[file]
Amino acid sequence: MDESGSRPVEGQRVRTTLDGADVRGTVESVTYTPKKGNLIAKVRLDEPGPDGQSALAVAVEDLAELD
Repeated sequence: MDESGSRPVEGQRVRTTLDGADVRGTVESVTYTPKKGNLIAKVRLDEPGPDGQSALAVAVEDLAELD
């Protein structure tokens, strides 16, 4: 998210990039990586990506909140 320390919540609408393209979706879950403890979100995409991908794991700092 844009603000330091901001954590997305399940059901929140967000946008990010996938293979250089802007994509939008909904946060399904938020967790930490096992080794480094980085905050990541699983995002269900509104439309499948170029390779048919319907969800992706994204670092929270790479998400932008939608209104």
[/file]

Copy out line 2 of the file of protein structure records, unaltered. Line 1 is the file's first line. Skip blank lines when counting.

Repeated sequence: MDESGSRPVEGQRVRTTLDGADVRGTVESVTYTPKKGNLIAKVRLDEPGPDGQSALAVAVEDLAELD